When I was in grad school and working in a policy center, one of my friends went to the corner where an outdoor vendor sold some wonderful Indian chicken and rice. He cooked raw chicken out there in the open sun on the streets of New York, but our digestive systems were young enough to withstand it.
When my friend came back into the office to eat her chicken and rice at the desk, she told me that some stranger on line turned to her and said "you shouldn't be eating this." My friend was overweight, and frequently had random people come up to her on the street who felt that it was important to point out this fact to her. Like she didn't know.
There are two dark sides of the anti-obesity movement. The first dark side is shame. Now, shame in some cases can be a very effective method of reducing undesirable behavior. It has helped millions of people quit smoking or at least hide it from others. But there's something icky about it, too, especially when it's heaped at kids who don't have control over what is served for dinner and who have been cursed with slow metabolisms.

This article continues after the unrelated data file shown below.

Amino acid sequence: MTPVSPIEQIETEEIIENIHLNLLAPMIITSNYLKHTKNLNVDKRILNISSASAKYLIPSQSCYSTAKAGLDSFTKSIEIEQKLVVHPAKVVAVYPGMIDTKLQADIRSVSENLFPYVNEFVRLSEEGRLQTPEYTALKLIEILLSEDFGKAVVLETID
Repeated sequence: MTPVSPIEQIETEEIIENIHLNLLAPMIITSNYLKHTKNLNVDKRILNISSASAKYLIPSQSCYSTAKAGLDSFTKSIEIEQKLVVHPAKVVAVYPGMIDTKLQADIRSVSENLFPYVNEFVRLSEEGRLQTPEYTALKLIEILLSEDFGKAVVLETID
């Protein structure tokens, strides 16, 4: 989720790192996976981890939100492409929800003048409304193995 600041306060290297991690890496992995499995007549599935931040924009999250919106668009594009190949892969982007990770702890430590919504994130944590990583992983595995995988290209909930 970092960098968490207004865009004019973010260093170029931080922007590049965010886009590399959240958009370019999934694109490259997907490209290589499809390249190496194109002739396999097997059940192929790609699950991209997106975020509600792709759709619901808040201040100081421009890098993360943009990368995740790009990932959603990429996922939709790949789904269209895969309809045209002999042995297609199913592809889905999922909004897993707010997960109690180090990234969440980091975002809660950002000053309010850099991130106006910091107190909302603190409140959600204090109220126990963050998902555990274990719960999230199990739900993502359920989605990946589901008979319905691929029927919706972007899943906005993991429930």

Marc Ambinder did an excellent job discussing his own battle with obesity and the humiliations that he faced as an over weight man in America.
The other dark side of the anti-obesity movement is that many people are simply unable to control their weight. Diets and exercise don't work. Ambinder only conquered his weight through surgery, which reduced his stomach to the side of a walnut. How useful is it for Jamie Oliver to be yelling at schools about french fries, when for many people, the problem is deeper than french fries? Ezra Klein thinks that the forces that create obesity are so strong that "a mix of surgeries and pharmaceuticals eventually becomes our society's answer to obesity."
Klein also writes,
Obesity is much more structural than it is personal. That's why it's so
depressingly predictable. It afflicts certain communities, with certain
socioeconomic characteristics, and it has only really emerged across a
certain time period. Those communities contain a lot of different
individuals, but their environments and their time and money stresses
and their transportation and grocery options and their street safety
and exercise opportunities are broadly similar. How we live has changed
much more quickly than who we are, and no effort to turn back the tide
on obesity will succeed without an accurate understanding of what's
made us obese.
In other words, beating obesity means a complete overhaul of society from transportation to grocery options to healthcare. A jog on the treadmill isn't going to change anything.